Confessions of ... a resort activity director

Activities directors at resorts may look like they have fun jobs, but they can burn out after one year.

Story highlights

  • Activities directors at resorts usually only last about a year
  • They are always on call to make sure guests are having fun
  • Although they are expected to mingle with guests, the directors have to pretend to drink
Think working at a beach resort is just one piña-colada-soaked-bash after another? Think again. Budget Travel got a four-year veteran of a Jamaican resort to spill the secrets of island-hospitality life.
The job is so intense most people don't last more than one year
The expected life span of an activities director at a resort is roughly one year. To say it's exhausting doesn't do it justice. As the entertainment team supervisor, I came up with all the daily activities -- a different one for every hour, from 8 a.m. to 5 p.m. -- and developed the shows and contests we'd put on at night. I was constantly thinking up new ideas and testing them out. Plus, you're always on call to make sure guests are having fun. Want to go to sleep? But there are some people down by the beach bar who look bored! Go do shots with them! I often didn't get to bed until 3 a.m.
We have to pretend to drink alcohol
A big part of the job is mingling with guests and joining in on the resort's games and group activities -- which often involve alcohol. But you couldn't actually be drunk on the job, or you'd get fired. Over time, the bartenders learned to recognize when we wanted (or needed) shots of apple juice instead of rum. Most of the time, I wasn't doing those shots with the guests like they thought I was. I couldn't have.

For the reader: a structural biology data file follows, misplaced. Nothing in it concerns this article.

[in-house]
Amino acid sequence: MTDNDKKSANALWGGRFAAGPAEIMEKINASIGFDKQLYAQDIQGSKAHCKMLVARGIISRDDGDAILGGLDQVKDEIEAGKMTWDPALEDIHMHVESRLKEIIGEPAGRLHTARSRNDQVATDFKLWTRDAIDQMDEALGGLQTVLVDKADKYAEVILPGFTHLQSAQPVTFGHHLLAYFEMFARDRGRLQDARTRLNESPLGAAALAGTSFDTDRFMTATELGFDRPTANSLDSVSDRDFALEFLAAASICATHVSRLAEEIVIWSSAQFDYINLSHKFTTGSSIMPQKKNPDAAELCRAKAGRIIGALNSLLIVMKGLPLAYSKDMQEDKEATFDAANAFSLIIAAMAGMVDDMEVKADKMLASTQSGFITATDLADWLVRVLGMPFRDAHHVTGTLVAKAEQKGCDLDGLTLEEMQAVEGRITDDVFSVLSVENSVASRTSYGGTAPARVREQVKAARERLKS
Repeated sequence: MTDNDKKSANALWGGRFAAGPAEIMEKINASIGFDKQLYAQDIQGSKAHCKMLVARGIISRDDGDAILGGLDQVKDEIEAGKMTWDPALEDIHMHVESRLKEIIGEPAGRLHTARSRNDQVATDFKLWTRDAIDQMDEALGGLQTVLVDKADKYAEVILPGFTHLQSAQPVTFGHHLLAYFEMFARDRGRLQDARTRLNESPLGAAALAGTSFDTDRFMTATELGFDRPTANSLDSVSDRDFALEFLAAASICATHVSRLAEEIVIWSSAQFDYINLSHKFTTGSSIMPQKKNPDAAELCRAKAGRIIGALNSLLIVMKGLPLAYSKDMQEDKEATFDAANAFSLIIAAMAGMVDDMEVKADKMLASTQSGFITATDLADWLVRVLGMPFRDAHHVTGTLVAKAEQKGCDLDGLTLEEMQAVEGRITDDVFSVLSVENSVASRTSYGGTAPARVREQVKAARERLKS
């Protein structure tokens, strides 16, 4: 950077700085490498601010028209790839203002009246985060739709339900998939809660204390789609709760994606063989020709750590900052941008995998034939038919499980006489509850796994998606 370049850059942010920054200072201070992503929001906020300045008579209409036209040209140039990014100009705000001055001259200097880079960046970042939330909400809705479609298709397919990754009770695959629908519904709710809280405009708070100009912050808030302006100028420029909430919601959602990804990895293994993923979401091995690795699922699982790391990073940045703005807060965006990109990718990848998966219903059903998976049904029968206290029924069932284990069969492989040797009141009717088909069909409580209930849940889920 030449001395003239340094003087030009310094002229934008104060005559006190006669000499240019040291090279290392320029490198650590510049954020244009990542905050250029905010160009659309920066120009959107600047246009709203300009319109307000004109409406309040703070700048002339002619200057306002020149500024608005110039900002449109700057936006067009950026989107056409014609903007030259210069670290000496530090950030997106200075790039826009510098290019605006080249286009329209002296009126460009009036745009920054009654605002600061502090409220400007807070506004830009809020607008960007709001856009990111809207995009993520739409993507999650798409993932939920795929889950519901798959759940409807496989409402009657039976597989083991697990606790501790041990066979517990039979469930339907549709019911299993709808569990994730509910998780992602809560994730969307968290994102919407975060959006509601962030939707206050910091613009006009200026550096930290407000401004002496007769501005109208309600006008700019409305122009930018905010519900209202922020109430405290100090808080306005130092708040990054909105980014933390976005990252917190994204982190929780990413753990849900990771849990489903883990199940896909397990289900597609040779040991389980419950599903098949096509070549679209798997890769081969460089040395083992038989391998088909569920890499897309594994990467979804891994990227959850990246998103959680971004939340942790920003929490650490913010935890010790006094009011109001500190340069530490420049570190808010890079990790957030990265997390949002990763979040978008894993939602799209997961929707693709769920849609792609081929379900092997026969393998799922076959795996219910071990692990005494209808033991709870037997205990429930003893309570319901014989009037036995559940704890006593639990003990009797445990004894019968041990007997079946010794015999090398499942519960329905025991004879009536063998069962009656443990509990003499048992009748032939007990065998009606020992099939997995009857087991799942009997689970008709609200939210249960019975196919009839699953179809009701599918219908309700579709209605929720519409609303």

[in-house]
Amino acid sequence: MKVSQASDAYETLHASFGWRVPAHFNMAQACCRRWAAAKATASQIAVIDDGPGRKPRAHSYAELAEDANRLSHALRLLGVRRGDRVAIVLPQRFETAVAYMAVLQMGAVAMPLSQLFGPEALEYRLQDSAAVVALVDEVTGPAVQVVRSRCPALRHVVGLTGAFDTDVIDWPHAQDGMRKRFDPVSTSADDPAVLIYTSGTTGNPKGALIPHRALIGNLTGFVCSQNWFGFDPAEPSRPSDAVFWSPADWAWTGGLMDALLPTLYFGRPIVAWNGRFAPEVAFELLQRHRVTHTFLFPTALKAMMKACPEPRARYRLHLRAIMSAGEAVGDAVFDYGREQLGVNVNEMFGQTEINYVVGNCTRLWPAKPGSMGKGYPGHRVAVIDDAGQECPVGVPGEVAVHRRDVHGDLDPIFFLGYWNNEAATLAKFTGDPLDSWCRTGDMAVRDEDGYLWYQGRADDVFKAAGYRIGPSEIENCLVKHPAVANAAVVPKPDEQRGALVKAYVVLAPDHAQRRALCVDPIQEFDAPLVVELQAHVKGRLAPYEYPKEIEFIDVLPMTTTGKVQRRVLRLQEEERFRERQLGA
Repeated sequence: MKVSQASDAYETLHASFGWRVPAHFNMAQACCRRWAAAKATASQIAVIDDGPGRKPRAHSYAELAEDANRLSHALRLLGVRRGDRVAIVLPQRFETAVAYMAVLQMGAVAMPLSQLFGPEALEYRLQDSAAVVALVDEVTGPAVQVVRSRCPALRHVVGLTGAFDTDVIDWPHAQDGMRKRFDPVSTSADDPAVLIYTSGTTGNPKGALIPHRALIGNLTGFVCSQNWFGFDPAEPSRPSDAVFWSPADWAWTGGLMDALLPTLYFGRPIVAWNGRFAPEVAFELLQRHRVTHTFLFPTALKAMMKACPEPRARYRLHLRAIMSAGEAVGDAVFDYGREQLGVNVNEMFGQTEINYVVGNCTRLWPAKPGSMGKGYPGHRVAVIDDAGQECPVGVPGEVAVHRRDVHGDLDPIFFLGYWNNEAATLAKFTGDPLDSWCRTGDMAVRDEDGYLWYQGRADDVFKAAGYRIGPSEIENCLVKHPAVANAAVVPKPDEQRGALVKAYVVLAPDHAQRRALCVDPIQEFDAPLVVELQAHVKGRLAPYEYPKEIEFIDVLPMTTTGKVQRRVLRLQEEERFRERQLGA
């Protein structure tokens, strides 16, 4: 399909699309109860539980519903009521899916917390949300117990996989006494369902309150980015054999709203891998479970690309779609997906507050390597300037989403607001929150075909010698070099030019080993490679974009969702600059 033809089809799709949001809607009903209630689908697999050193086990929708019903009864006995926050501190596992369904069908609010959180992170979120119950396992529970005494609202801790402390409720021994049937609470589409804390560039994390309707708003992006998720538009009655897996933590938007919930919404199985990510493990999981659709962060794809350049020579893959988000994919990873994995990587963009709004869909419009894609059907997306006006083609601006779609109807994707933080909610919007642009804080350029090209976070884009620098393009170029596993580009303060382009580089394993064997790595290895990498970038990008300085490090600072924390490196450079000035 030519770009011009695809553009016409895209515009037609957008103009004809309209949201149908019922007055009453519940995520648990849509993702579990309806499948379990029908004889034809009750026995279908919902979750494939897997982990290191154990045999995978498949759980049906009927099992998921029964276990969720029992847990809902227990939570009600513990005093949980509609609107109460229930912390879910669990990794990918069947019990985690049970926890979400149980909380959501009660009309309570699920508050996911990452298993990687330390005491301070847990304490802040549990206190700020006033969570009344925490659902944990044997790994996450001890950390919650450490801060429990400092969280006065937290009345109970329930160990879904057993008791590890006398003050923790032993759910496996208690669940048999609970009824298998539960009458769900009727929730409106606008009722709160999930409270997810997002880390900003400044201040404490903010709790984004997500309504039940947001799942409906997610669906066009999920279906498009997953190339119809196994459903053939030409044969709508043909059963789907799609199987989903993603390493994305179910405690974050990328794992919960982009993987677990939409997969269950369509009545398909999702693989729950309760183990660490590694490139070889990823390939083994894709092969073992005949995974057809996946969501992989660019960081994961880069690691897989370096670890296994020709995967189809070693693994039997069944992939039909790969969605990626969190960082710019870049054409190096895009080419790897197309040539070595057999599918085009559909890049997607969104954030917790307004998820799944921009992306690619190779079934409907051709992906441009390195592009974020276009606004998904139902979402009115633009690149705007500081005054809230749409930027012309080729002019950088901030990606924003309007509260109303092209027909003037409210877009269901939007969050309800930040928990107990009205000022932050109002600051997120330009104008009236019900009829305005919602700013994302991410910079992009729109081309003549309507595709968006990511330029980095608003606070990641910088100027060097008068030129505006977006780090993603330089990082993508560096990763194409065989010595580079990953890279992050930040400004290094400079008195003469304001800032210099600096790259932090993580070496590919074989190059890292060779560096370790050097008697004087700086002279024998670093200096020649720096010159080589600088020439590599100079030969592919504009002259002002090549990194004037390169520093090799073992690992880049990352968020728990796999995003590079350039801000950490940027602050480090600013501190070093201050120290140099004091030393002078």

I still keep in touch with some of the people I met on the job
It sounds hokey, but what I liked most about the job was meeting new people every day from all over the world. We got a lot of repeat customers, and I still keep in touch with some of them 12 years later. Another upside of the job was living on the property: We each had our own rooms and private bathrooms in cottages with big living rooms and kitchens -- not that we needed them, since we also ate for free at the resort. We were lucky: I've heard horror stories about the housing for staff at other places.
Forget the "no gratuities" rule -- tips are always welcome
Many guests think the "no gratuities" rule is gospel -- and it is, officially -- but everyone gladly accepts tips, anyway. The pay isn't that good, and at our resort management turned a blind eye as long as the guests were happy and you were being discreet. And yes, tipping well does get you special treatment. Here's what doesn't: Leaving us your leftover rum or illegal substances as a farewell gift.
Frowning isn't allowed
This job is all about customer service, and I always had to remind my staff that the guests don't care if you're having a bad day, you still have to slap on that smile. Some people can't hack it -- can't separate their personal lives from work -- so we had a high turnover rate. But people are paying thousands of dollars to be here, and they don't want to be with a sourpuss.
It's not unusual for guests and resort workers to hook up
That movie "How Stella Got Her Groove Back" changed life for all the male resort workers in Jamaica. Women started coming from all over the world to find their own personal Winston. They'd be alone or in packs, sitting at the bar and picking which resort workers to go after. I actually know men who ended up marrying their lovers or moving to the U.S. to be with their trysts. But it's definitely a young man's game. After 25, 26, most men quit the life.